Not long ago, Pakistan was faced with a multitude of issues, and all varied in their degree of threat to the economy and the country.
Security challenges trumped economic hurdles. Load-shedding and the energy crisis were next on the agenda. Similarly, within the economy, the issue of macroeconomic stability was most pressing.
Given that two years later Pakistan has, to an extent, made some sort of improvement on most of these issues, the country’s most distinguished economic managers now want the government to improve taxation issues to attract Foreign Direct Investment (FDI).
Leading experts from different sectors gathered on Thursday to discuss the reports which were presented at the 3rd edition of Pakistan Economic Forum (PEF). The event was organised at Habib University, Karachi.
The PEF is a biennial gathering where experts present comprehensive reports on Pakistan’s critical problems and suggest solutions.
“With a marked improvement in security situation in the country, the biggest problem now is taxation. Unless the government moves ahead on this front, Pakistan cannot receive much FDI or even new local investments,” Pakistan Business Council (PBC) Vice Chairman and Bank Alfalah President Atif Aslam Bajwa said.
In its 3rd edition, PEF presented four reports on energy, logistics and connectivity, macroeconomic stability and growth, and water. There were panel discussions on all four sectors in which sector experts presented their recommendations on how to resolve, in the near and long-term, issues viewed as critical for Pakistan.
“The problem is that the writ of the government is being challenged. Wholesalers and retailers are openly challenging the government on payment of withholding tax on bank transactions and yet the government is failing to control them,” Partner A.F. Fergusons Syed Shabbar Zaidi said while commenting on the taxation system.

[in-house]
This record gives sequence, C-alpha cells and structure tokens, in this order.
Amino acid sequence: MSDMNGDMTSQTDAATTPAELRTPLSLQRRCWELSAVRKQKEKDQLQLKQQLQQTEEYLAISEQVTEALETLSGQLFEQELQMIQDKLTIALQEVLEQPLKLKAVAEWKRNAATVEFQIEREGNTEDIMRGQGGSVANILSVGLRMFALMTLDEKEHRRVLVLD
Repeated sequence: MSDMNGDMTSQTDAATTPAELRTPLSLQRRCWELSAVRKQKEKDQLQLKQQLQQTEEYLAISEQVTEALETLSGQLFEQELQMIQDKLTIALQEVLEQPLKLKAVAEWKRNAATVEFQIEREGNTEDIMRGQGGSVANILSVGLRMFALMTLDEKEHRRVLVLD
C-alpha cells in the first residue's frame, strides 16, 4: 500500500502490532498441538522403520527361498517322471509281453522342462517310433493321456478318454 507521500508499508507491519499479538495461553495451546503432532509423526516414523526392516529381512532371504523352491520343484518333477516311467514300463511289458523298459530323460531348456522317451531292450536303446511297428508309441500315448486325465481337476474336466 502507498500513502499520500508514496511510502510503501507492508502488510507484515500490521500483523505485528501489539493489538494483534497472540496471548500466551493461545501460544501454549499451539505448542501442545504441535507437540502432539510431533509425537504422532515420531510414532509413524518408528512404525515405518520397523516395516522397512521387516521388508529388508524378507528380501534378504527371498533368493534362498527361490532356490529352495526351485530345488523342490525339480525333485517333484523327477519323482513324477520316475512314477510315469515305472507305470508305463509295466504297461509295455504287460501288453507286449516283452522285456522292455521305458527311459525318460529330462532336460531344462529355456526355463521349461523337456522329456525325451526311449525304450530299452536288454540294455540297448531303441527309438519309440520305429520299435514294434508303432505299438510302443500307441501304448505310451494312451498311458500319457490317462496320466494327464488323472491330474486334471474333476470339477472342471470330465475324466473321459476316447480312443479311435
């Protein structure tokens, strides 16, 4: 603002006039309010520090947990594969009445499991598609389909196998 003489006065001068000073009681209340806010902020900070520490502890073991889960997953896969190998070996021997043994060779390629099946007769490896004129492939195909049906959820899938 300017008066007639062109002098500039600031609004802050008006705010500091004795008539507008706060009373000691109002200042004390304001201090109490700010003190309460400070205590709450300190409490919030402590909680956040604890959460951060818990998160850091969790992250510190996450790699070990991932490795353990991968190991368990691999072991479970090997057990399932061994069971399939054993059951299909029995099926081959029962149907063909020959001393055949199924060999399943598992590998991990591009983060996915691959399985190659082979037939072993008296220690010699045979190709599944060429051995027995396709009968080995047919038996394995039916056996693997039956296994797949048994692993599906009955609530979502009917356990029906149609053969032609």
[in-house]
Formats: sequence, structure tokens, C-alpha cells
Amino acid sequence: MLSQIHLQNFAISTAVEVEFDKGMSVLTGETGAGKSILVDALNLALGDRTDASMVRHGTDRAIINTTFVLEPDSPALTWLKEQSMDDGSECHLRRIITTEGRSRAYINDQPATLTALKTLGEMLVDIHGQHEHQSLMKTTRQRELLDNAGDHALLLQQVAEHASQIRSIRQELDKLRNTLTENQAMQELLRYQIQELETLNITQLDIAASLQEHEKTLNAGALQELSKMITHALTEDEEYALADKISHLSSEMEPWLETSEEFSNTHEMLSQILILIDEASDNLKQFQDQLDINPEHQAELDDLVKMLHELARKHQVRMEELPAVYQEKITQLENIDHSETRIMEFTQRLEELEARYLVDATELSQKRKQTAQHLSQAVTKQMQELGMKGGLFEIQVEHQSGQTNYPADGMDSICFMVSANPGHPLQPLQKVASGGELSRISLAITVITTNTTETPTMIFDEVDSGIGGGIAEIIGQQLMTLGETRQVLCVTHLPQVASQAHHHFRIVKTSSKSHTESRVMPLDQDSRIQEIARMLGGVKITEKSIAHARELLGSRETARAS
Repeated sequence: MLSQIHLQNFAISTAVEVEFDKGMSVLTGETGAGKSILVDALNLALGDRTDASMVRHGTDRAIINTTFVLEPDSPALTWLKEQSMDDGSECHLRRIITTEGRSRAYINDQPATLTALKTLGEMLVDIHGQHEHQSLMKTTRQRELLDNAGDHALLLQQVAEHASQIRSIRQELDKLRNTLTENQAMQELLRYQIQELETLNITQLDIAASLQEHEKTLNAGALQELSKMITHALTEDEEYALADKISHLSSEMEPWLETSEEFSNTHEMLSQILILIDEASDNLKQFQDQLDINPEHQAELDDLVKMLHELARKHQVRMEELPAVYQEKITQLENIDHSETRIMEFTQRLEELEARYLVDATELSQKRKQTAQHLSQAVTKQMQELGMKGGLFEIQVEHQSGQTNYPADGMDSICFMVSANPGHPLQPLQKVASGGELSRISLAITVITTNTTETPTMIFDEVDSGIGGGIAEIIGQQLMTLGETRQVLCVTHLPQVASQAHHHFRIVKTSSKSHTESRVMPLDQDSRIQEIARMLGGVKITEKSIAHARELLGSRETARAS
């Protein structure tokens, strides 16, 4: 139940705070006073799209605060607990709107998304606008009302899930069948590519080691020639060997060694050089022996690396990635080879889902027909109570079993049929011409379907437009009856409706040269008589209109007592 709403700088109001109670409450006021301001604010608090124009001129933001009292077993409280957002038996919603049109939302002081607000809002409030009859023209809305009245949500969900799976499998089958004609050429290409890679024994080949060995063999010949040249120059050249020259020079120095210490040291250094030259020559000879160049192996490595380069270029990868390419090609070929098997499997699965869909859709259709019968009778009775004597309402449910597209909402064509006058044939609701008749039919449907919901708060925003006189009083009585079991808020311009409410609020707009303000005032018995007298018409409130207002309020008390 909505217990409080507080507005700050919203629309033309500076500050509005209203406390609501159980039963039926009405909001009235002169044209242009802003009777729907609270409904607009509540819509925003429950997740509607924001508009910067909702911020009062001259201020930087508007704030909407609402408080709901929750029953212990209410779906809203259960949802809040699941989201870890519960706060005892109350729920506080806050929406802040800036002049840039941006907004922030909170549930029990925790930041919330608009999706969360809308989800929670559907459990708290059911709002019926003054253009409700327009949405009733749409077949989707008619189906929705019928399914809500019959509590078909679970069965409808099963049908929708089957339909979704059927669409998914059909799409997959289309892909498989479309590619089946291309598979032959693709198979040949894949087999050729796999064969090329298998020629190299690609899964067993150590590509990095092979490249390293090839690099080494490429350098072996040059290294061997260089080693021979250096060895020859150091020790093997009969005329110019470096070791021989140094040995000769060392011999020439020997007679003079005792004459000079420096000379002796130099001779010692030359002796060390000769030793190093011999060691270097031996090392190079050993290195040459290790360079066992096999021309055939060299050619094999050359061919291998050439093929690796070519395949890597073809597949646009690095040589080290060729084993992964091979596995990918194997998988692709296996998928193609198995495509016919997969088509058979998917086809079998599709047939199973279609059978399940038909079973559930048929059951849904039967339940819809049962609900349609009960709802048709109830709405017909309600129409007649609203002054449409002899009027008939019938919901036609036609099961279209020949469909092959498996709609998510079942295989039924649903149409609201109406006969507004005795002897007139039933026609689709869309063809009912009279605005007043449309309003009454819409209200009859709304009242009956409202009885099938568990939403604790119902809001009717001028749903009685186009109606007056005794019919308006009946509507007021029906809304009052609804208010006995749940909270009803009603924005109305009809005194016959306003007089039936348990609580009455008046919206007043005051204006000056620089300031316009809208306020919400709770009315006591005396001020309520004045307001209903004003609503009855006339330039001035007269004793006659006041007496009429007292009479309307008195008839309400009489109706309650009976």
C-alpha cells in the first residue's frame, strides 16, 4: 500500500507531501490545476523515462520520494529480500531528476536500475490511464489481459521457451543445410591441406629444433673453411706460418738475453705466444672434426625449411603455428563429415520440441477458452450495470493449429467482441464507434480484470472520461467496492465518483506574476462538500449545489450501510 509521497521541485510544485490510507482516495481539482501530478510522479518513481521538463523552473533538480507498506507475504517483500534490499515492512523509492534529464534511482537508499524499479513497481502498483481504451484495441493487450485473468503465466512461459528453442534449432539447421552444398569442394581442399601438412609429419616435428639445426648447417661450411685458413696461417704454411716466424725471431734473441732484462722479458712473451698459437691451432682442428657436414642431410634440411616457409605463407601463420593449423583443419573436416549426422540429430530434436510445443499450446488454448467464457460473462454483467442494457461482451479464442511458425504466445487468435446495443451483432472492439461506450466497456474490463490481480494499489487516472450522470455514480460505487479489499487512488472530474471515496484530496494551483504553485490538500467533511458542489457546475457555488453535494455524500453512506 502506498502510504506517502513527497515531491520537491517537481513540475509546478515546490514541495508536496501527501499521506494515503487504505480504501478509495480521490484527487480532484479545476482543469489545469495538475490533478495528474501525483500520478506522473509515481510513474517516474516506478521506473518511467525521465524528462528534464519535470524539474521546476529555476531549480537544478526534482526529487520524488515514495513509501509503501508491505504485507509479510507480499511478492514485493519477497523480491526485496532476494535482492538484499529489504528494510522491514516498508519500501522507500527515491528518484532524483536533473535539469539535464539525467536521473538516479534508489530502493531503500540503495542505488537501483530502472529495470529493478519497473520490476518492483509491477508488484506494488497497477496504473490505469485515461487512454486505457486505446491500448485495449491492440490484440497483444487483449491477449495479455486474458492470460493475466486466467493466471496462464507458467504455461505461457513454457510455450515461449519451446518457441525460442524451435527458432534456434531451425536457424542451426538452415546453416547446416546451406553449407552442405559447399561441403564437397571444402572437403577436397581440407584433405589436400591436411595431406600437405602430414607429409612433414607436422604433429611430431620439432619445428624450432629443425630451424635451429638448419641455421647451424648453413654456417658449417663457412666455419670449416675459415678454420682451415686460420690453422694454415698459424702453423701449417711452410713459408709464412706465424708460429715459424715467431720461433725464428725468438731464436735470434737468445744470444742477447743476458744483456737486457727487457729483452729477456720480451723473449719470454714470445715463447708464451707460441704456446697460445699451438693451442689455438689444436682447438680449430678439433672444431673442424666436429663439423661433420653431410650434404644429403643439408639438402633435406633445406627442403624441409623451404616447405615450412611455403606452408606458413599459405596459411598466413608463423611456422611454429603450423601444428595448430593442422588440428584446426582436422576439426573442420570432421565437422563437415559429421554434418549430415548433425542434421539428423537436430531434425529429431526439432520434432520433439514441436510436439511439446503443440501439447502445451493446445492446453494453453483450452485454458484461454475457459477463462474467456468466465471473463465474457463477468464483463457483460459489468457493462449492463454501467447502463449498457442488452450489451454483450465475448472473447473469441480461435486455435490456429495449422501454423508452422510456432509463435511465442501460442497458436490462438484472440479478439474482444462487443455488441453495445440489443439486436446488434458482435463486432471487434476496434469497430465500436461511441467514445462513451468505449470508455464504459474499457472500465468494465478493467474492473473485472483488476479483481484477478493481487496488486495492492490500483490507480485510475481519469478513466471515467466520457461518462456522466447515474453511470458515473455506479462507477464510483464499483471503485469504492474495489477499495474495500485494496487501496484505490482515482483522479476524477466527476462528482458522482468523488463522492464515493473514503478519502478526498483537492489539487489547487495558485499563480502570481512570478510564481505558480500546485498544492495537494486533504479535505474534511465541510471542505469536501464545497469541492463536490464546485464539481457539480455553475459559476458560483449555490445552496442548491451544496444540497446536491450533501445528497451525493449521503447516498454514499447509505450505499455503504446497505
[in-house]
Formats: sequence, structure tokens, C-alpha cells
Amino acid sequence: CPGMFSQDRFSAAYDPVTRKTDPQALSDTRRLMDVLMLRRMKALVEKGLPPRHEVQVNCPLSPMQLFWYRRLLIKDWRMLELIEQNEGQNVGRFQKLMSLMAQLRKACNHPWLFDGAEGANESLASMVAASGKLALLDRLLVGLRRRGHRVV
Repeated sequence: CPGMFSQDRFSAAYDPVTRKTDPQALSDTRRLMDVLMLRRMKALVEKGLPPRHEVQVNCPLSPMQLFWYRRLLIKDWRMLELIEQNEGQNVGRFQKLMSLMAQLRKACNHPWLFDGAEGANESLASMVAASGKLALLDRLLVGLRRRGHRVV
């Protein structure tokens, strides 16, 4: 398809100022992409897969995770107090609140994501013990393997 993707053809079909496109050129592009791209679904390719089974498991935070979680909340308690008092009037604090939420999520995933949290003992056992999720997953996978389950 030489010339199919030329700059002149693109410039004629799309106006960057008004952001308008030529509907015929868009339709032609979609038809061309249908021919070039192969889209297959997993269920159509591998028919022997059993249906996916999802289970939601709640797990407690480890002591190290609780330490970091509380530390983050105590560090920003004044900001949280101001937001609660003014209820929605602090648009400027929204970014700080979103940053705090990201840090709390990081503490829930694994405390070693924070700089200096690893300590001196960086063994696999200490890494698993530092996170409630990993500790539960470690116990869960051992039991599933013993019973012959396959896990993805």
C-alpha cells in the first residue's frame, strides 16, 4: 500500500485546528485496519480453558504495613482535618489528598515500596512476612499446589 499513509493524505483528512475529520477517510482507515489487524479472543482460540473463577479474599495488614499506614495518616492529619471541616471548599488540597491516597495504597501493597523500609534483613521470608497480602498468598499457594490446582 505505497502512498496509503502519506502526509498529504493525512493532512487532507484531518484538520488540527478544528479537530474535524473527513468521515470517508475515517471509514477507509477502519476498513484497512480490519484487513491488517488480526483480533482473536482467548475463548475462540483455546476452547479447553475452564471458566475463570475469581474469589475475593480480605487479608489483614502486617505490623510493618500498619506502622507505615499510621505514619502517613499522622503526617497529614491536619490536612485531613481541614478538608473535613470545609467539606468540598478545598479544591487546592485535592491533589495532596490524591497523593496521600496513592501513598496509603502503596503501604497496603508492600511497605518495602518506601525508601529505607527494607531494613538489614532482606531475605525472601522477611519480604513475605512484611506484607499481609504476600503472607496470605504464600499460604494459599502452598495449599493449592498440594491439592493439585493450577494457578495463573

The macroeconomic panel, chaired by former State Bank of Pakistan governor and Dean & Director Institute of Business Administration (IBA) Dr Ishrat Husain, recommended major reforms in tax policy and tax administration. The panel recommended that the next National Finance Commission (NFC) award should provide some sort of incentive for provinces to increase their tax collection. The panel also recommended the creation of an Infrastructure Finance Bank to fund the China-Pakistan Economic Corridor (CPEC) projects and revival of the Iran Pakistan Pipeline.
PBC Chairman Bashir Ali Mohammad said that Pakistan is in a unique position to catch up and then overtake other economies in South Asia. For this to happen, he said, it was important to bring about major structural changes in the economy.
“Since no political party or stakeholder could alone push through the needed critical reforms, it is imperative that a common National Economic Agenda (NEA) be developed and agreed to by all major political parties,” he added.
Another former governor of the central bank, Syed Salim Raza, who chaired the logistics and connectivity panel, said the railways was the key to improving Pakistan’s competiveness. The panel also called on the government to encourage the private sector under the ‘open access policy’ to invest in rolling stock to run on the existing infrastructure of the Pakistan Railways.
Experts also recommended that railways be converted into a corporation and not be responsible for non-core operations.
Former chairman of the Oil and Gas Development Company (OGDC) Farooq Rehmatullah, who chaired the energy panel, recommended that in order to have a focused strategy for resolving the energy crisis in country, it was important to have a single energy ministry.
Published in The Express Tribune, November 20th, 2015.